2 hrs 2 min

A philosophy of sport and reality: Rupert Spira Don't Tell Me The Score: Life lessons from sport and beyond

    • Sports

What the experience of flow in sport may reveal about the nature of reality
One theme that has arisen time and again with sportspeople on DTMTS is the experience of flow: when we lose ourselves in whatever it is that we are doing.
Several sportspeople have spoken on DTMTS about the experience of "me" not being there in such moments. But what is that "me" that seems to disappear?
That’s a hig question and here to help address it is Rupert Spira, a philosopher interested in the nature of reality, and the nature of consciousness.
Nothing is more obvious and undeniable than the fact that we are conscious. Now in this case when we say conscious, we mean simply 'being aware'.
But, there is something called the hard problem of consciousness. It is our inability to explain how a lump of tissue or matter, in other words our brain, creates consciousness.
Rupert argues that we are looking in the wrong direction. This is a counterintuitive view, and we are not arguing that it’s true, but before you immediately dismiss it, here is a quote from one of the most important physicists of the 20th century – the Nobel prizewinner Max Planck.
"I regard consciousness as fundamental. I regard matter as derivative from consciousness. We cannot get behind consciousness."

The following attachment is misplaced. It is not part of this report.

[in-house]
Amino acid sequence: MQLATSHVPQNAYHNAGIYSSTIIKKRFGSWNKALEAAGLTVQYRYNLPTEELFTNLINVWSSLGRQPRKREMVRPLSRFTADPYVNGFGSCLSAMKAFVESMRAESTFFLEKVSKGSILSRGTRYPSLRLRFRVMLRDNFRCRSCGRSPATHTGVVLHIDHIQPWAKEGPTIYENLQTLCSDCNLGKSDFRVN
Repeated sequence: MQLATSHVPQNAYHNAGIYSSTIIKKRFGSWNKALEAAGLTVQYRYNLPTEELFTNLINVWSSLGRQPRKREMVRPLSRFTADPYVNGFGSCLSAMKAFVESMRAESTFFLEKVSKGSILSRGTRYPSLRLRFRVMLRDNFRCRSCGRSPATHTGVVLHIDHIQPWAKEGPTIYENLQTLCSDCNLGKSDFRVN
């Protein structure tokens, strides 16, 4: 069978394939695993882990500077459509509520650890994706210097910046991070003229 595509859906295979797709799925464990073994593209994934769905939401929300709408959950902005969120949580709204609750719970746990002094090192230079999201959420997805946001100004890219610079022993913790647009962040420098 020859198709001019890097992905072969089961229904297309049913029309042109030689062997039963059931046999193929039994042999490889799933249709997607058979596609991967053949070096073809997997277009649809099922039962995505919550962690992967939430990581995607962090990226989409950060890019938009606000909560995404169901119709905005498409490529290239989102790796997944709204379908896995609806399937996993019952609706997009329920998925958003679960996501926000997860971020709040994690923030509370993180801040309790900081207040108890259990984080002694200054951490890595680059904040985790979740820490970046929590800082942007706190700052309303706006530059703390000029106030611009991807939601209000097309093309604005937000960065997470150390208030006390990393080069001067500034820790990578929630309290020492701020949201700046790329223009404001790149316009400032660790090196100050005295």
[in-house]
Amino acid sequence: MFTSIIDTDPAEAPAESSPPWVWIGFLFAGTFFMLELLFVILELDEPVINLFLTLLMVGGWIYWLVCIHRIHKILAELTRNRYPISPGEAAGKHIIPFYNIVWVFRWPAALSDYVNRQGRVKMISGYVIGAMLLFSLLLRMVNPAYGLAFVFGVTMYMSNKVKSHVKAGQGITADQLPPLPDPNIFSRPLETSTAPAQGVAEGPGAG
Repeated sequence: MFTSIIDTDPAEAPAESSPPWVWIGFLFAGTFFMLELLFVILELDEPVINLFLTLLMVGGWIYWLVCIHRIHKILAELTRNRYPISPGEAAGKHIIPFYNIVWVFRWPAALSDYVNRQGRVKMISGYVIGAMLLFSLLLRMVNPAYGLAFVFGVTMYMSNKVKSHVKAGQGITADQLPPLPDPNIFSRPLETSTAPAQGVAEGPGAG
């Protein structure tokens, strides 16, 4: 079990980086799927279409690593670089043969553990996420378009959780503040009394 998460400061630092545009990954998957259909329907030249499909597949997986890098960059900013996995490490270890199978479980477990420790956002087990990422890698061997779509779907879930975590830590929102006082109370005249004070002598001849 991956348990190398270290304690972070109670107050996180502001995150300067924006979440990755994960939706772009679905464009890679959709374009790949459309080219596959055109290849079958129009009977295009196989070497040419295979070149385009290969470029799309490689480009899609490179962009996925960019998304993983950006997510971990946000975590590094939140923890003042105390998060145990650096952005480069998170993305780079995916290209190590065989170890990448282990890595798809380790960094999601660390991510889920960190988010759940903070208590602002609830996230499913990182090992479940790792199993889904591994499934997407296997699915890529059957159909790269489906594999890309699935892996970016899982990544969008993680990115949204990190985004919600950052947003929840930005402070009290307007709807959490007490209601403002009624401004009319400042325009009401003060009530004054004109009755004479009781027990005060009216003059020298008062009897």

In this episode, this is all brought back to sport, and the experiences sportspeople have – specifically while they are in flow.
The sporting examples of flow start from minute 36.
#DTMTS
@simonmundie
www.simonmundie.com
**additional production by Frank McWeeny**
 
See acast.com/privacy for privacy and opt-out information.

What the experience of flow in sport may reveal about the nature of reality
One theme that has arisen time and again with sportspeople on DTMTS is the experience of flow: when we lose ourselves in whatever it is that we are doing.
Several sportspeople have spoken on DTMTS about the experience of "me" not being there in such moments. But what is that "me" that seems to disappear?
That’s a hig question and here to help address it is Rupert Spira, a philosopher interested in the nature of reality, and the nature of consciousness.
Nothing is more obvious and undeniable than the fact that we are conscious. Now in this case when we say conscious, we mean simply 'being aware'.
But, there is something called the hard problem of consciousness. It is our inability to explain how a lump of tissue or matter, in other words our brain, creates consciousness.
Rupert argues that we are looking in the wrong direction. This is a counterintuitive view, and we are not arguing that it’s true, but before you immediately dismiss it, here is a quote from one of the most important physicists of the 20th century – the Nobel prizewinner Max Planck.
"I regard consciousness as fundamental. I regard matter as derivative from consciousness. We cannot get behind consciousness."
In this episode, this is all brought back to sport, and the experiences sportspeople have – specifically while they are in flow.
The sporting examples of flow start from minute 36.
#DTMTS
@simonmundie
www.simonmundie.com
**additional production by Frank McWeeny**
 
See acast.com/privacy for privacy and opt-out information.

2 hrs 2 min

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